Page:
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Creating A New Meaning to Your Social Media Account(s)

This article is written by a student writer from the Her Campus at Wells chapter.

Someone follows you on Instagram, you immediately go to their page. You do some socially acceptable stalking, then you inspect your own Instagram and then your feelings are hurt. Alright, so I’ve been there. Everyone’s always looking for the new Instagram aesthetic. What’s hot to post right now and what’s not. In 2012, it may have been cute to post a flick of your nail polish job. As for 2018, if it’s not a bikini flick, are you living under a rock? I’m here to say NO. I mean if it makes you happy and you’re feeling yourself, by all means, post that bikini flick by the water.

But, there’s so much more to individuals and the world. What sparks your interest? What are your favorite things to do and look at? Let the world know! Social media can be one of the greatest and most dangerous platforms. You have the ability to showcase your life and yourself. Unfortunately, we also have the tools to showcase our false selves. It’s easy to follow trends. It is easy to fall under a false security of social media and likes. It is easy to second guess a post. It is hard to be ourselves. Societal pressures, image issues, expectations, and misrepresentation can have you creating a profile or social media existence that is nothing like the real you. There will always be details left out on your profile. However what is being put in? Look at your posts, do they reflect what you want and like to share?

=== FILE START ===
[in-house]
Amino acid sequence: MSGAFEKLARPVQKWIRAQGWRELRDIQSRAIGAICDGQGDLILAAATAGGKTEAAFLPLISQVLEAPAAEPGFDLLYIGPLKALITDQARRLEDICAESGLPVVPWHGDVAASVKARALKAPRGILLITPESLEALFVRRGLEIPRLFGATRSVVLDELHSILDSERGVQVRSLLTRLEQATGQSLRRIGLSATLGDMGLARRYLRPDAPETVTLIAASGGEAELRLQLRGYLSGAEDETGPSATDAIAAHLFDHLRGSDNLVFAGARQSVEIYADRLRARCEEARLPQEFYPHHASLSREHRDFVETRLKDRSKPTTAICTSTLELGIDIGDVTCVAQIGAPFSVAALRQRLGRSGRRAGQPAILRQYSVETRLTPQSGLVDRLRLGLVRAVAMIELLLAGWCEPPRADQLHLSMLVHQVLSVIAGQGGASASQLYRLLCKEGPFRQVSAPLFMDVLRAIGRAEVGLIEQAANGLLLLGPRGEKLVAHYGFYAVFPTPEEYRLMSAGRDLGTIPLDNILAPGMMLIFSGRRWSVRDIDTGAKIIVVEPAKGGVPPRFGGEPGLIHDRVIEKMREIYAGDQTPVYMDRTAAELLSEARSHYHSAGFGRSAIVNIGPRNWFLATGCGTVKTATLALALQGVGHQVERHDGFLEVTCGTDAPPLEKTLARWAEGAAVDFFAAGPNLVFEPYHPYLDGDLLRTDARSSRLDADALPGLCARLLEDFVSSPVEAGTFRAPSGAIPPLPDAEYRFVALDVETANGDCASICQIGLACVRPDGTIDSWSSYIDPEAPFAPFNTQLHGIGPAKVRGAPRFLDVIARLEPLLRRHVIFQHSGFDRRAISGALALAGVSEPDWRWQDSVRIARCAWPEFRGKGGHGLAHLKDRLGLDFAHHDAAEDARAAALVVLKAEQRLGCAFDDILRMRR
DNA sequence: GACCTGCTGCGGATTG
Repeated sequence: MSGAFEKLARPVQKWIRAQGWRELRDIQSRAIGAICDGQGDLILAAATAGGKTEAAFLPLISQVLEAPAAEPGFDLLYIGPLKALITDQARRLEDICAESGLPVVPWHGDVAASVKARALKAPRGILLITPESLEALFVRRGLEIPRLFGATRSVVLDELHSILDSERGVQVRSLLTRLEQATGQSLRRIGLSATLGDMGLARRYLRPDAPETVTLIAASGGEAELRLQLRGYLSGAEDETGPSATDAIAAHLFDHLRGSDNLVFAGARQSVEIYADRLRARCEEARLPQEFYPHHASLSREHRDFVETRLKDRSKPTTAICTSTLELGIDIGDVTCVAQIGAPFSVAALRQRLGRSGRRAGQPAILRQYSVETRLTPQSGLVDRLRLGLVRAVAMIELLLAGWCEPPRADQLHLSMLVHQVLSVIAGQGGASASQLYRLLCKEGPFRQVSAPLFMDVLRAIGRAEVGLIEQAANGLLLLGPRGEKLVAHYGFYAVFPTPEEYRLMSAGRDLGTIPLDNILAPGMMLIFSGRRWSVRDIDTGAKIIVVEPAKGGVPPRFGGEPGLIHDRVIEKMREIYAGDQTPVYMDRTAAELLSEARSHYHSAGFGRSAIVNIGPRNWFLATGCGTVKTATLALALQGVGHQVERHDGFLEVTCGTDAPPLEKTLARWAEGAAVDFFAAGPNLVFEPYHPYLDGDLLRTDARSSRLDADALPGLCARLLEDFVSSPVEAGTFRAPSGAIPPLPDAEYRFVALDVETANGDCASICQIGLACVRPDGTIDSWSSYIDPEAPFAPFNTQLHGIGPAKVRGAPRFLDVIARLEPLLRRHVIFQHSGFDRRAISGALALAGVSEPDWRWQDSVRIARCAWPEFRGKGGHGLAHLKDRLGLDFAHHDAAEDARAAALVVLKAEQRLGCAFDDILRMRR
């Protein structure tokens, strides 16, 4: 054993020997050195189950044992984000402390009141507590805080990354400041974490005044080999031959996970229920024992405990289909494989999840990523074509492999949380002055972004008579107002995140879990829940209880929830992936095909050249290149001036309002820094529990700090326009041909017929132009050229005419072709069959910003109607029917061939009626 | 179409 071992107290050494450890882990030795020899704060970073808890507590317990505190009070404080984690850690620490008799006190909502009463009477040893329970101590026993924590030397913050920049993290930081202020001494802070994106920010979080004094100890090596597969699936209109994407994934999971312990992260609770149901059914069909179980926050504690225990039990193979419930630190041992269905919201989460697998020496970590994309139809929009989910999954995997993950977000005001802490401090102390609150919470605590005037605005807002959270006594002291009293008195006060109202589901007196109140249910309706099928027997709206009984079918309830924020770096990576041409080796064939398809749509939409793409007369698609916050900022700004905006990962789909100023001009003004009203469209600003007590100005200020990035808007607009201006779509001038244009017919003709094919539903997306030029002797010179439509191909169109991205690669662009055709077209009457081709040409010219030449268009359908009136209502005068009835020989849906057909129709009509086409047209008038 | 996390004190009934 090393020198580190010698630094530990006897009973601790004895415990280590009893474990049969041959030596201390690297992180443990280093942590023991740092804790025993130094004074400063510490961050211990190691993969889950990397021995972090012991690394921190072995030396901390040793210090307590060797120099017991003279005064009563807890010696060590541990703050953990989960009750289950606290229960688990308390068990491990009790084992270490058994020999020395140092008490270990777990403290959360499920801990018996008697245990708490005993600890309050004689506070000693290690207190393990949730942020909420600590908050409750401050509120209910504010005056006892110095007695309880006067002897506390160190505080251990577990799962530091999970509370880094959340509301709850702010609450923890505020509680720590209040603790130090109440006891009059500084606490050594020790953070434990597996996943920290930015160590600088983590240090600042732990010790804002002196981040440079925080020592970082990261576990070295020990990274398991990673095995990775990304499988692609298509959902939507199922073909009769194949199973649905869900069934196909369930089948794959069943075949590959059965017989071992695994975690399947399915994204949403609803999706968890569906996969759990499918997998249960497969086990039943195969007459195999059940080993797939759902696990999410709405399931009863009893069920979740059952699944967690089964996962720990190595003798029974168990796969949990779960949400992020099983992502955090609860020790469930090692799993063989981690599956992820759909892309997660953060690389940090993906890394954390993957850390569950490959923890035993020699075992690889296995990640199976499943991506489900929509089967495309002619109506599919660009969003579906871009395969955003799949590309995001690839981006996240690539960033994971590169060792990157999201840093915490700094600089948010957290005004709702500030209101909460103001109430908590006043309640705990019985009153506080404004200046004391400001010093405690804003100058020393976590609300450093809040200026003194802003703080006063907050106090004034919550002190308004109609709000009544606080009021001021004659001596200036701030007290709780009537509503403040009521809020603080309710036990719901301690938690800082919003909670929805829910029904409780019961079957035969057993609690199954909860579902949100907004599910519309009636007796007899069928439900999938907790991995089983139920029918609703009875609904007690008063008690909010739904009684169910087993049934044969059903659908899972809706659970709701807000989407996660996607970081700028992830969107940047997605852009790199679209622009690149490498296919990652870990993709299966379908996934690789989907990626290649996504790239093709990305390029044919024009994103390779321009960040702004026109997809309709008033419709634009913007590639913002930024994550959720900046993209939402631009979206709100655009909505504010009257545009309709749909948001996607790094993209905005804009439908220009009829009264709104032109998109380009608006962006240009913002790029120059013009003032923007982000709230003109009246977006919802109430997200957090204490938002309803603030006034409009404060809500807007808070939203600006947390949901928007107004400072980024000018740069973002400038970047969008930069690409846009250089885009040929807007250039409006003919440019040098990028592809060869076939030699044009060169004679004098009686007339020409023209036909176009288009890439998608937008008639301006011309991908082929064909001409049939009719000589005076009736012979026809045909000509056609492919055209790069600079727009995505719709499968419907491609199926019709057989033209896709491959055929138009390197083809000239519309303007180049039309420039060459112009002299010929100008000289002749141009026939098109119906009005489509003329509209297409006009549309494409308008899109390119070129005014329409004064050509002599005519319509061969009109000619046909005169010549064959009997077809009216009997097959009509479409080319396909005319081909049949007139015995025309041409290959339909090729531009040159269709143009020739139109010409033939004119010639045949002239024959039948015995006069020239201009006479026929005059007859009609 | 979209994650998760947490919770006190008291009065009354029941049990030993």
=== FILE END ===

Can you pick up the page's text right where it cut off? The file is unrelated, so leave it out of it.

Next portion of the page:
Here are some questions to help you cultivate a meaningful profile of yourself. What makes you smile? What gets your heart pounding? What are your favorite things to do and people to see? What gets you up in the morning?

Next time you post a pic on Instagram, tweet on Twitter or post on Facebook. Try turning off your notifications. The likes, reposts and favorites can be overwhelming. You may find yourself checking back often to your page to see how the post is doing with your peers. Give yourself time or a few hours before you check up on it. By that time, the number of likes, comments, and re-posts will not matter as much. The immediate validation which we usually look for after we post something might go away. This will also give you time before you second guess your post and most importantly yourself.

So the next time you ask your friend if you should post this? The answer is probably yes, especially if it involves loving yourself, being yourself or showcasing your love.


doing my work for better days.
Wells Womxn